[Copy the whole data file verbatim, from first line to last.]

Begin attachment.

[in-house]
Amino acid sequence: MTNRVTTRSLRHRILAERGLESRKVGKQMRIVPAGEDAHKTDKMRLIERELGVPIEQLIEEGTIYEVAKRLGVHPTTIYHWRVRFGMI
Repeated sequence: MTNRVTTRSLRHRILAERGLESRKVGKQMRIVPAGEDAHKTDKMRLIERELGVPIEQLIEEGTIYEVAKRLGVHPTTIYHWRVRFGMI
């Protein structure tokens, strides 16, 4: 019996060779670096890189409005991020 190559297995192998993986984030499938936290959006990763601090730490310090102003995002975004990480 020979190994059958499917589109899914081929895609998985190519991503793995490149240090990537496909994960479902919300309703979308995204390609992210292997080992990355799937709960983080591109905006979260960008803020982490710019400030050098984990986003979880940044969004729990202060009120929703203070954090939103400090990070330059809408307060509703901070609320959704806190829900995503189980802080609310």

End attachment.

[in-house]
Amino acid sequence: MTNRVTTRSLRHRILAERGLESRKVGKQMRIVPAGEDAHKTDKMRLIERELGVPIEQLIEEGTIYEVAKRLGVHPTTIYHWRVRFGMI
Repeated sequence: MTNRVTTRSLRHRILAERGLESRKVGKQMRIVPAGEDAHKTDKMRLIERELGVPIEQLIEEGTIYEVAKRLGVHPTTIYHWRVRFGMI
């Protein structure tokens, strides 16, 4: 019996060779670096890189409005991020 190559297995192998993986984030499938936290959006990763601090730490310090102003995002975004990480 020979190994059958499917589109899914081929895609998985190519991503793995490149240090990537496909994960479902919300309703979308995204390609992210292997080992990355799937709960983080591109905006979260960008803020982490710019400030050098984990986003979880940044969004729990202060009120929703203070954090939103400090990070330059809408307060509703901070609320959704806190829900995503189980802080609310």